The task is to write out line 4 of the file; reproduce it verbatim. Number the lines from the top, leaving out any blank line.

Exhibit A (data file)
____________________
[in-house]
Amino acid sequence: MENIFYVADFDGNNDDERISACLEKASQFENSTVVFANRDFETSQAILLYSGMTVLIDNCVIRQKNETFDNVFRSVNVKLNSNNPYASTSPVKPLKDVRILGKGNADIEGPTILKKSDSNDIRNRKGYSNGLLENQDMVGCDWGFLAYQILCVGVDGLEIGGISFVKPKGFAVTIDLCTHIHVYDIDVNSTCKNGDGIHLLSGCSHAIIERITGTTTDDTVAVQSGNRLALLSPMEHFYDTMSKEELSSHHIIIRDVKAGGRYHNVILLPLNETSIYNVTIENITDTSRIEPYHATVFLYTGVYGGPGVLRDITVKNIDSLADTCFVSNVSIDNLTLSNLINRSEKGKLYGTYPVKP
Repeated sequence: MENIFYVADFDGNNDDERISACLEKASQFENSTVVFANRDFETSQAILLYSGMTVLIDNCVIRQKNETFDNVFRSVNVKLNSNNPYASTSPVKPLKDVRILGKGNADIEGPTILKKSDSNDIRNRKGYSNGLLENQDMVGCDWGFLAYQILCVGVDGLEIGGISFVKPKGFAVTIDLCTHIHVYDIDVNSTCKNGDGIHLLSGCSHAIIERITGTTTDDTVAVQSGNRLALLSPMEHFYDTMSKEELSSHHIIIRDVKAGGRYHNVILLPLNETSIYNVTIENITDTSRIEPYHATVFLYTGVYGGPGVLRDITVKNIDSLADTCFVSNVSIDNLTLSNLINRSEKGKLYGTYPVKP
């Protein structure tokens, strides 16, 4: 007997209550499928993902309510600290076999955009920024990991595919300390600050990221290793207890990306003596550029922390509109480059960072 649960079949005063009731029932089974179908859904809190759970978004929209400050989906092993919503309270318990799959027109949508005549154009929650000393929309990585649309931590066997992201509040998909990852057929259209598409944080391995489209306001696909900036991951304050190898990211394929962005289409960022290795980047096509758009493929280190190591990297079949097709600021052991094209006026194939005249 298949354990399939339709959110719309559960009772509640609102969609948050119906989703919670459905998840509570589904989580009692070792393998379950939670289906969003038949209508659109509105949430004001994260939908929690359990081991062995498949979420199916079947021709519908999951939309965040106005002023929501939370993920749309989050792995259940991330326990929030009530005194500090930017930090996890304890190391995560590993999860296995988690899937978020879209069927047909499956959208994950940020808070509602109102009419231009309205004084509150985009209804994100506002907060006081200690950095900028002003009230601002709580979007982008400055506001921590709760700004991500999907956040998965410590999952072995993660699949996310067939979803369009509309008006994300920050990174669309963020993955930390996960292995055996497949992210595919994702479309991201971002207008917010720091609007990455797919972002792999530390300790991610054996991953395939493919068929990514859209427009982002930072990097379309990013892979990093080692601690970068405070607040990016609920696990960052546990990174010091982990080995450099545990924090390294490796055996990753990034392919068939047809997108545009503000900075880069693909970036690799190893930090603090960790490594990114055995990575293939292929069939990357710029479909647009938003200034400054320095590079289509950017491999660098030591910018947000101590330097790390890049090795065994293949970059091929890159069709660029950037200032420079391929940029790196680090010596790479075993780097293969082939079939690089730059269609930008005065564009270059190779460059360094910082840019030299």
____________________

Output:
């Protein structure tokens, strides 16, 4: 007997209550499928993902309510600290076999955009920024990991595919300390600050990221290793207890990306003596550029922390509109480059960072 649960079949005063009731029932089974179908859904809190759970978004929209400050989906092993919503309270318990799959027109949508005549154009929650000393929309990585649309931590066997992201509040998909990852057929259209598409944080391995489209306001696909900036991951304050190898990211394929962005289409960022290795980047096509758009493929280190190591990297079949097709600021052991094209006026194939005249 298949354990399939339709959110719309559960009772509640609102969609948050119906989703919670459905998840509570589904989580009692070792393998379950939670289906969003038949209508659109509105949430004001994260939908929690359990081991062995498949979420199916079947021709519908999951939309965040106005002023929501939370993920749309989050792995259940991330326990929030009530005194500090930017930090996890304890190391995560590993999860296995988690899937978020879209069927047909499956959208994950940020808070509602109102009419231009309205004084509150985009209804994100506002907060006081200690950095900028002003009230601002709580979007982008400055506001921590709760700004991500999907956040998965410590999952072995993660699949996310067939979803369009509309008006994300920050990174669309963020993955930390996960292995055996497949992210595919994702479309991201971002207008917010720091609007990455797919972002792999530390300790991610054996991953395939493919068929990514859209427009982002930072990097379309990013892979990093080692601690970068405070607040990016609920696990960052546990990174010091982990080995450099545990924090390294490796055996990753990034392919068939047809997108545009503000900075880069693909970036690799190893930090603090960790490594990114055995990575293939292929069939990357710029479909647009938003200034400054320095590079289509950017491999660098030591910018947000101590330097790390890049090795065994293949970059091929890159069709660029950037200032420079391929940029790196680090010596790479075993780097293969082939079939690089730059269609930008005065564009270059190779460059360094910082840019030299």